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Rockett IRH, Smith GS, Caine ED, Kapusta ND, Hanzlick RL, Larkin GL, Naylor CP, Nolte KB, Miller TR, Putnam SL, De Leo D, Kleinig J, Stack S, Todd KH, Fraser DW. Am. J. Public Health 2014; 104(12): e49-55.


Ian R. H. Rockett is with the Department of Epidemiology, West Virginia University, Morgantown. Gordon S. Smith is with the Department of Epidemiology and Public Health, University of Maryland, Baltimore. Eric D. Caine is with the Injury Control Research Center for Suicide Prevention, University of Rochester Medical Center, Rochester, NY. Nestor D. Kapusta is with the Department of Psychoanalysis and Psychotherapy, Medical University of Vienna, Vienna, Austria. Randy L. Hanzlick is with the Fulton County Medical Examiner's Center, Emory University, Atlanta, GA. G. Luke Larkin is with the Department of Surgery, University of Auckland, Auckland, New Zealand. Charles P. E. Naylor is with the Forensic and Scientific Services, Department of Health, Brisbane, Queensland, Australia. Kurt B. Nolte is with the Office of the Medical Investigator, University of New Mexico School of Medicine, Albuquerque. Ted R. Miller is with the Pacific Institute for Research and Evaluation, Calverton, MD. Sandra L. Putnam is with Social Solutions International, Silver Spring, MD. Diego De Leo is with the Australian Institute for Suicide Research and Prevention, Griffith University, Brisbane, Queensland, Australia. John Kleinig is with the Department of Criminal Justice, City University of New York. Steven Stack is with the Department of Criminal Justice, Wayne State University, Detroit, MI. Knox H. Todd is with the Department of Emergency Medicine, University of Texas MD Anderson Cancer Center, Houston. David W. Fraser is with the Department of Biostatistics and Epidemiology, University of Pennsylvania Perelman School of Medicine, Philadelphia.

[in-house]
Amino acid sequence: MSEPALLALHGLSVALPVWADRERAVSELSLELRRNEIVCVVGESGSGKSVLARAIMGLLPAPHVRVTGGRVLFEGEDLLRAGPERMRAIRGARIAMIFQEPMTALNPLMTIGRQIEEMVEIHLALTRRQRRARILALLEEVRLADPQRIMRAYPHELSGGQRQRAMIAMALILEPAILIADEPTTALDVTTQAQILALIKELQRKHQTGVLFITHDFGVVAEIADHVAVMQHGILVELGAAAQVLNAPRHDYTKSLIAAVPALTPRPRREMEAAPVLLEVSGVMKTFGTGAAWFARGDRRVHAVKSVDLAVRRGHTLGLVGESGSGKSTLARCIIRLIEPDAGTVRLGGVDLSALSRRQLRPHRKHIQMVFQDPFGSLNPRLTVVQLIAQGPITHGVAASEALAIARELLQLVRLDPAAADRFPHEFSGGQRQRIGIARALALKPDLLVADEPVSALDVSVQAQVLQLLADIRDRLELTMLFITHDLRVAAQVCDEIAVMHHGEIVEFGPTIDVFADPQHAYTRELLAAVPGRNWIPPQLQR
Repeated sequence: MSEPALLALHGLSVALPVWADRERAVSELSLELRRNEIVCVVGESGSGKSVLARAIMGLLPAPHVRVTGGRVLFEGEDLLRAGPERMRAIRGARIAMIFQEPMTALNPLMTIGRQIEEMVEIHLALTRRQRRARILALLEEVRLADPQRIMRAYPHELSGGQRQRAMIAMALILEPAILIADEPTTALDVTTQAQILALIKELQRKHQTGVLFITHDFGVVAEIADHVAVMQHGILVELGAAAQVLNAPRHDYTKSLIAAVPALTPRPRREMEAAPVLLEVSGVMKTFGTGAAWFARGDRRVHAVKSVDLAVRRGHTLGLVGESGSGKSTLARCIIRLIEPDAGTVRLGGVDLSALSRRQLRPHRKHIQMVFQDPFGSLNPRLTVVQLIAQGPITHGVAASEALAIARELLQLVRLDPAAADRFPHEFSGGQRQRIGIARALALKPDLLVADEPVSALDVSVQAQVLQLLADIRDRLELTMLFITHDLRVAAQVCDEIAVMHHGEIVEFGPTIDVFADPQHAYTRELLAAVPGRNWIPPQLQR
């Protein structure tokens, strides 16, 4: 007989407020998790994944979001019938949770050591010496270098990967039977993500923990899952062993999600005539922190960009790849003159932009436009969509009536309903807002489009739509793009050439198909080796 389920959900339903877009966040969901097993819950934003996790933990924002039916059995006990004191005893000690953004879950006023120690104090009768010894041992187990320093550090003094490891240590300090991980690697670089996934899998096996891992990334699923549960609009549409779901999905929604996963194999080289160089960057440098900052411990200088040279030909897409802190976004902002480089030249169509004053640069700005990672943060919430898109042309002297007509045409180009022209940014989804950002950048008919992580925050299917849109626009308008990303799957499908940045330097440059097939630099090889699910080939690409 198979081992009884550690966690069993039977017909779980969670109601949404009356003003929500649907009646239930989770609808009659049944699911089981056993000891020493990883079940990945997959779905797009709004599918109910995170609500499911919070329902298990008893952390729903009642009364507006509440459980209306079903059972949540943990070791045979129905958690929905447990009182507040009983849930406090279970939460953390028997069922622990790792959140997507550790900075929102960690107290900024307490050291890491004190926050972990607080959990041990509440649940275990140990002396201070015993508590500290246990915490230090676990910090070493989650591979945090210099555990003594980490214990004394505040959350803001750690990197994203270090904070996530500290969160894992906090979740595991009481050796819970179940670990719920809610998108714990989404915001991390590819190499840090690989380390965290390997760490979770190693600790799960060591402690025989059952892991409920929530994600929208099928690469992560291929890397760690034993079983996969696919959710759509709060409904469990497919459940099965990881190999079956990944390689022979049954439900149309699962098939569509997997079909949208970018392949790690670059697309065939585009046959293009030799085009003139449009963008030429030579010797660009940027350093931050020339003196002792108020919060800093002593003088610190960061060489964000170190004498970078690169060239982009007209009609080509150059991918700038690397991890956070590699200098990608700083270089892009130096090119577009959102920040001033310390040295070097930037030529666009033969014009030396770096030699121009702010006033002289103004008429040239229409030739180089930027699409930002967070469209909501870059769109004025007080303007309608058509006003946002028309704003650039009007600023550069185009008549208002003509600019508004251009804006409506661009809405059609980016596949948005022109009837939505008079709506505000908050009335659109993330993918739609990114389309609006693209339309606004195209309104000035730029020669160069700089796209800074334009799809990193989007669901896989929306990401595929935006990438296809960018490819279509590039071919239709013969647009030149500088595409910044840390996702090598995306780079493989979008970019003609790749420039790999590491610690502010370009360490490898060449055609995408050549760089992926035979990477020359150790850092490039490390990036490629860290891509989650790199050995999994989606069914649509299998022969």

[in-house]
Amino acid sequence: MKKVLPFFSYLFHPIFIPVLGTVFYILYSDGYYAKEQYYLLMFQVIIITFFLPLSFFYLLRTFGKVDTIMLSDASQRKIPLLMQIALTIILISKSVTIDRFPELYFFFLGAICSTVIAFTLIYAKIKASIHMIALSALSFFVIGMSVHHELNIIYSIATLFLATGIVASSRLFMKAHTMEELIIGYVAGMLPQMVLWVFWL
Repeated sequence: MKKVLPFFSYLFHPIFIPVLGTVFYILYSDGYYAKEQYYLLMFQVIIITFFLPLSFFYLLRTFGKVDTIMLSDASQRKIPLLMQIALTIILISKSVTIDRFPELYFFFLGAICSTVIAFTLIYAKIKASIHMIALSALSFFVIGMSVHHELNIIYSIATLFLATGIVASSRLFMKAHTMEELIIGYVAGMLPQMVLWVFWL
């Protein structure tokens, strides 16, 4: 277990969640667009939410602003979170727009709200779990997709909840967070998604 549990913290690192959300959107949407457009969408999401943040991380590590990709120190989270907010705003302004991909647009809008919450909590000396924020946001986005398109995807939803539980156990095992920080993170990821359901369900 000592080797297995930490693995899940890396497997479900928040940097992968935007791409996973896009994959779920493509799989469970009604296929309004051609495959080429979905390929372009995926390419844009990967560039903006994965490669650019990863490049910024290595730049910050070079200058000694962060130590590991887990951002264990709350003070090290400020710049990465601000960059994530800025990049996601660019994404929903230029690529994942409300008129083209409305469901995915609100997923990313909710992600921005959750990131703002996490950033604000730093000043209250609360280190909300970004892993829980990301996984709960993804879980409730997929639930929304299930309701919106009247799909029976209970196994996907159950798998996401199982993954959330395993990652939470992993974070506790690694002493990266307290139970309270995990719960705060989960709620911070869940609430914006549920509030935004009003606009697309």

(Copyright © 2014, American Public Health Association)






Suicide and other self-directed violence deaths are likely grossly underestimated, reflecting inappropriate classification of many drug intoxication deaths as accidents or unintentional and heterogeneous ascertainment and coding practices across states. As the tide of prescription and illicit drug-poisoning deaths is rising, public health and research needs would be better satisfied by considering most of these deaths a result of self-intoxication. Epidemiologists and prevention scientists could design better intervention strategies by focusing on premorbid behavior. We propose incorporating deaths from drug self-intoxication and investigations of all poisoning deaths into the National Violent Death Reporting System, which contains misclassified homicides and undetermined intent deaths, to facilitate efforts to comprehend and reverse the surging rate of drug intoxication fatalities. (Am J Public Health. Published online ahead of print October 16, 2014: e1-e7. doi:10.2105/AJPH.2014.302244).

Language: en


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